CHP welcomes 112 new officers, as staffing shortages prompt recruitment efforts

The California Highway Patrol has a new graduating class of 112 officers rolling out on the roads this November.

The new officers are part of the CHP's efforts to address a severe staffing shortage. 

"On average, the Highway Patrol has about 1,000 vacancies for our uniformed positions," said Captain Tyler Carlton, the commander of the CHP Marin office in Corte Madera.

Captain Carlton says the "CHP 1,000" recruiting efforts started last year.

A CHP budget report showed that since 2015, the number of applications has plummeted from a high of about 20,000 a year, down to about 13,000 applicants. Many in the applicant pool often do not have a high school diploma, or pass the background checks and tests necessary to enter the CHP academy. 
Capt. Carlton says one reason for the shortage is due to the pandemic.

"During the COVID-19 pandemic, our academy had to be shut down for public safety reasons. Because of that, we still had people naturally retiring, so now we're in a position where we're trying to catch up with that attrition," said Capt. Carlton.

Officer Benjamin Mueller is among the recent graduates.

"I just finished my first week out on the road doing my training in the real world," said Officer Mueller.

He said he learned a lot at the CHP Academy.

"Dropped everything and went to Sacramento for 6.5 months," said Officer Mueller, "It pushed my patience in a lot of ways. It tested my resiliency. You're put in a room with two other strangers you've never met, and you're forced into a room about the size of this patrol car. You're living on top of each other. Your locker won't even open unless it closes your neighbor's locker, so you're constantly forced to work with the people around you."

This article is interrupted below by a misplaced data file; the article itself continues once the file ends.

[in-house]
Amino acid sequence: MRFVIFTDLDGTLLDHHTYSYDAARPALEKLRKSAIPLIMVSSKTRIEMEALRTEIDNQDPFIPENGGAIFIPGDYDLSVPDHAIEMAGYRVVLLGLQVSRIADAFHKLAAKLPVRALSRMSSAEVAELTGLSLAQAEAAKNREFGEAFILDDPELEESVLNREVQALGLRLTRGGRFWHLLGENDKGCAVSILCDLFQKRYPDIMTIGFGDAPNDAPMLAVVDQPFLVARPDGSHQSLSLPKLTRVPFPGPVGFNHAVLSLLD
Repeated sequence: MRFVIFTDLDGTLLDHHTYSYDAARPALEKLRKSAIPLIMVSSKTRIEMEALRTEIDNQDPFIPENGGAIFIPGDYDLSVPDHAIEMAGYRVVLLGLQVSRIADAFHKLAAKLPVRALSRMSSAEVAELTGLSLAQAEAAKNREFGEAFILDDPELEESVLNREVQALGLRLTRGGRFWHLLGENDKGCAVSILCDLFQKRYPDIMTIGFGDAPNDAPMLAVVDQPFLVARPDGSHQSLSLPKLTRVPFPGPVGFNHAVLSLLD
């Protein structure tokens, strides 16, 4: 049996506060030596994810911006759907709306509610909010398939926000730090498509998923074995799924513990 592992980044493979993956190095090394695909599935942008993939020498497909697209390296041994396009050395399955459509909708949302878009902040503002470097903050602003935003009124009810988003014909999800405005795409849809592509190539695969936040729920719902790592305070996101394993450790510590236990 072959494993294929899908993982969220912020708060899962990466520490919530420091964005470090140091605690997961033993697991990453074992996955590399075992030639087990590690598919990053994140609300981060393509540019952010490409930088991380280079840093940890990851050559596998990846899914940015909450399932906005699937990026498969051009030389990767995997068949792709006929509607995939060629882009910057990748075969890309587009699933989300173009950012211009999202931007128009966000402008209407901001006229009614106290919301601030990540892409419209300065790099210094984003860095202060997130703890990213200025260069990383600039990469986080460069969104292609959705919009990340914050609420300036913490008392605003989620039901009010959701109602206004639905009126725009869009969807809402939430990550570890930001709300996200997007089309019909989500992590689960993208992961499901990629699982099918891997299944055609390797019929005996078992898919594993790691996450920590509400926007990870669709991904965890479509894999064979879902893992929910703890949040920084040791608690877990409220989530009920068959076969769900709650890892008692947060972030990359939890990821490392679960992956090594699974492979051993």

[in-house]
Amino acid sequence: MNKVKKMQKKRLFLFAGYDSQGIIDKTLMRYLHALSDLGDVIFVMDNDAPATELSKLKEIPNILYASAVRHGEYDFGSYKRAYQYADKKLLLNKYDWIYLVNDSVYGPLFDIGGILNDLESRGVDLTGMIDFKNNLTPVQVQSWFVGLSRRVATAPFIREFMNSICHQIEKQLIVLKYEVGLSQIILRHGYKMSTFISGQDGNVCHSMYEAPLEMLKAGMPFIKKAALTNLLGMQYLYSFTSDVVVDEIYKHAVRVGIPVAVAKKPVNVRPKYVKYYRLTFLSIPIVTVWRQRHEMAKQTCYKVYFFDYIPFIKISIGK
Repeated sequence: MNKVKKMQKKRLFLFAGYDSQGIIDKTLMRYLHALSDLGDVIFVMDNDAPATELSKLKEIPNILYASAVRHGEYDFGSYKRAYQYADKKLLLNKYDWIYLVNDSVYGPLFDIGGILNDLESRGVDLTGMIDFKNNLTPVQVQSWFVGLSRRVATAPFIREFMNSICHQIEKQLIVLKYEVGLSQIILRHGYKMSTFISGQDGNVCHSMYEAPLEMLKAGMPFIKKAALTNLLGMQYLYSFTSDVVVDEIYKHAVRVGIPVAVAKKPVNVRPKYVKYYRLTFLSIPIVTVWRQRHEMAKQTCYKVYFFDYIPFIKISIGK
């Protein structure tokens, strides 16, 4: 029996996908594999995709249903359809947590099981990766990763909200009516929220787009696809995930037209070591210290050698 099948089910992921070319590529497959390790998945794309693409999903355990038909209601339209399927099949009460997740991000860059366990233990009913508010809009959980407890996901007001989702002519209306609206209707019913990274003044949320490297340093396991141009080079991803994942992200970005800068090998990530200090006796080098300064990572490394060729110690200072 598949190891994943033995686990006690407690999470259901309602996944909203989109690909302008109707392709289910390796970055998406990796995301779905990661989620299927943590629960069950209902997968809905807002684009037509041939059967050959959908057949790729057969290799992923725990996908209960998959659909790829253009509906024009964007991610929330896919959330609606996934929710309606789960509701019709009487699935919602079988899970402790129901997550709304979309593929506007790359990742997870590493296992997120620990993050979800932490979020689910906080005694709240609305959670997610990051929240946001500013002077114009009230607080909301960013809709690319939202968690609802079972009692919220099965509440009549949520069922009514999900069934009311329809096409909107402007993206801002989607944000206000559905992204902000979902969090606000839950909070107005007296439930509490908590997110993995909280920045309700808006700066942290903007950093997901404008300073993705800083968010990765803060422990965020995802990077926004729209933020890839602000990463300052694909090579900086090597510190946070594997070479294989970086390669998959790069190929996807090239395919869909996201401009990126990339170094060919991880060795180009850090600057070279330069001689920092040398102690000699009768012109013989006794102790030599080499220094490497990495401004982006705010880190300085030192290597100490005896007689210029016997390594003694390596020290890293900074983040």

The CHP has about 350 cadets in the pipeline but needs many more to keep staffing levels up.

Adding to the problem is competition for candidates, as other law enforcement agencies nationwide face similar recruitment challenges.

That can mean pressure to offer competitive pay.

This November, state released a California Highway Patrol Survey. It found the compensation for CHP Officers was 7.9% below the weighted average of police in San Francisco, Oakland, San Diego, LA, and the LA Sheriff's departments.

That prompted the state to bump up CHP salaries.

"Currently, a starting officer's salary is about $110,000 a year with a 5% raise per year until they reach their 5th year, which would yield about $140,000 a year in their salary," said Capt. Carlton.

Pay isn't the only priority, though, in the push to recruit.

"The Highway Patrol is trying to reach people that never considered a career in law enforcement," said Capt. Carlton.

That means outreach to more women, minorities, and people without family connections to law enforcement, such as Officer Mueller.

"No family in law enforcement or the highway patrol. I'm the first," said Officer Mueller.

"Our goal as the Highway Patrol is to represent a diverse workforce that represents the communities that we serve," said Capt. Carlton.

Jana Katsuyama is a reporter for KTVU. Email Jana at or call her at 510-326-5529. Or follow her on Twitter @JanaKTVU.